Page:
A California-based start-up has introduced a new security appliance intended to act as a firewall between RFID interrogators and the middleware which integrates RFID data into a customer’s software system. NeoCatena calls its new product RF-Wall, and believes the product will protect RFID systems from counterfeit RFID tags, tags encoded with malware and other threats.
Many RFID industry insiders question the significance of this type of security threat, but NeoCatena’s founders believe the threat is legitimate, and have attempted to prove it in experiments dating back to 2004. Some companies apparently believe it is worth considering, as NeoCatena says at least two RFID-using companies are currently involved in beta-testing RF-Wall.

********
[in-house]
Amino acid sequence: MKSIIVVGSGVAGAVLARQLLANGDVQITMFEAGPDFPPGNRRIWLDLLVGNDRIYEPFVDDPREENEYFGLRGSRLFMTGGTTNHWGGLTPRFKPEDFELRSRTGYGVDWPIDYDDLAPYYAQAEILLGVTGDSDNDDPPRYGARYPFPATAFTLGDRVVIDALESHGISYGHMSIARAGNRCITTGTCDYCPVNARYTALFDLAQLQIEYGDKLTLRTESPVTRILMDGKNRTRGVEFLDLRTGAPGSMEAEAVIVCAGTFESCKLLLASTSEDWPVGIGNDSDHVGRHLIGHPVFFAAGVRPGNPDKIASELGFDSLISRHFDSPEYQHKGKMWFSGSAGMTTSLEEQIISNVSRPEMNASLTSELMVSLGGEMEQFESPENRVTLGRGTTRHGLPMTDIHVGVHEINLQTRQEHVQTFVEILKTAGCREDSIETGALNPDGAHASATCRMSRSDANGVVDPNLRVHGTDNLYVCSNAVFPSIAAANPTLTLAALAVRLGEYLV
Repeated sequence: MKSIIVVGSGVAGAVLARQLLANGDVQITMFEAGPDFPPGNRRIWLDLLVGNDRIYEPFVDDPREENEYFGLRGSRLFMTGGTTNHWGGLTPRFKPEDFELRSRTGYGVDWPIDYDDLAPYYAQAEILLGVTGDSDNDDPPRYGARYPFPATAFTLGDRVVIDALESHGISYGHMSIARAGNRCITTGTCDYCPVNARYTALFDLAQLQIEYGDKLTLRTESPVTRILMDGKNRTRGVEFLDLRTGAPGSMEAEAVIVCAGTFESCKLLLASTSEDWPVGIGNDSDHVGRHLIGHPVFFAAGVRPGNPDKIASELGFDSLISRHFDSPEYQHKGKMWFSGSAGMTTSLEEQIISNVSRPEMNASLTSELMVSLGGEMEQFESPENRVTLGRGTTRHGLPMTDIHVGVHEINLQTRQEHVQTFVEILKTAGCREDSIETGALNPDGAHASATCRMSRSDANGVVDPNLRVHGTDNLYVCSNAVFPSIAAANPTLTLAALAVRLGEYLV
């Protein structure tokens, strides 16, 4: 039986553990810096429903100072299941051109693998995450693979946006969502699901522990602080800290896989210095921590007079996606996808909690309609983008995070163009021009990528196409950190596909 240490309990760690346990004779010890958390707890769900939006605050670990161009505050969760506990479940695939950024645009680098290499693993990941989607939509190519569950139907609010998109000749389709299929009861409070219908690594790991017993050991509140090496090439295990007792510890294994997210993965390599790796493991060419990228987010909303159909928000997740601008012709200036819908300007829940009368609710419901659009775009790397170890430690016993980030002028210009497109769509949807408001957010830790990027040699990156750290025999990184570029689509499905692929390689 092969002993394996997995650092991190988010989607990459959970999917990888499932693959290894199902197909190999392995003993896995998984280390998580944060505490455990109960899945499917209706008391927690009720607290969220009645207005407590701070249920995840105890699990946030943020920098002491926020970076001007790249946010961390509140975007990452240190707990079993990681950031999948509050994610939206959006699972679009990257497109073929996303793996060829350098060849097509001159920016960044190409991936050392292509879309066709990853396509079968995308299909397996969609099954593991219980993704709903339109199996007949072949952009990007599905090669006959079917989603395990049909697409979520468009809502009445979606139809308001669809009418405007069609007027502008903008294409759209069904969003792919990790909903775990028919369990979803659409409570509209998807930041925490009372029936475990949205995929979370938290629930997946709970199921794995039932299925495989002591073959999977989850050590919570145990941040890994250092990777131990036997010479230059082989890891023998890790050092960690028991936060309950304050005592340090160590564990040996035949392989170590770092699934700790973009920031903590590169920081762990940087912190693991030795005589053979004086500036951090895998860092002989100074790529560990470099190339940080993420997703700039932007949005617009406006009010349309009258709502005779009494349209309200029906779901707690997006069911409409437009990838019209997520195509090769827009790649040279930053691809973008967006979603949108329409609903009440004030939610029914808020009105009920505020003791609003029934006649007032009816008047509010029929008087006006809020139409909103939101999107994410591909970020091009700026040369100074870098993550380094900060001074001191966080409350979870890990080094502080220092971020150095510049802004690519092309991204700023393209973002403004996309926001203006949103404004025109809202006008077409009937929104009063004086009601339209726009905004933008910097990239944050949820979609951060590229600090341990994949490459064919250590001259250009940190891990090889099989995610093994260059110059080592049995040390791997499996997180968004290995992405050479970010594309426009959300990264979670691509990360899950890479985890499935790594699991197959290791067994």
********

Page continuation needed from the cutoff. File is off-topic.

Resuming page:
NeoCatena outlines two main business risks associated with RFID networks: a tag’s user data could be utilized to pass viruses or malware to back-end systems, or RFID tags could be cloned, or their data manipulated, in order to defraud an RFID-based transaction process such a transit fare card system.
The RF-Wall program would employ a digital signature to detect whether an RFID tag’s stored information had been manipulated since its last use. If such a breach is detected, the intended business process would be blocked and the system administrator alerted.
NeoCatena also offers a software product called RF-Manager to administrate clusters of RF-Wall appliances, and an RFID security auditing service which operates through an add-on software module.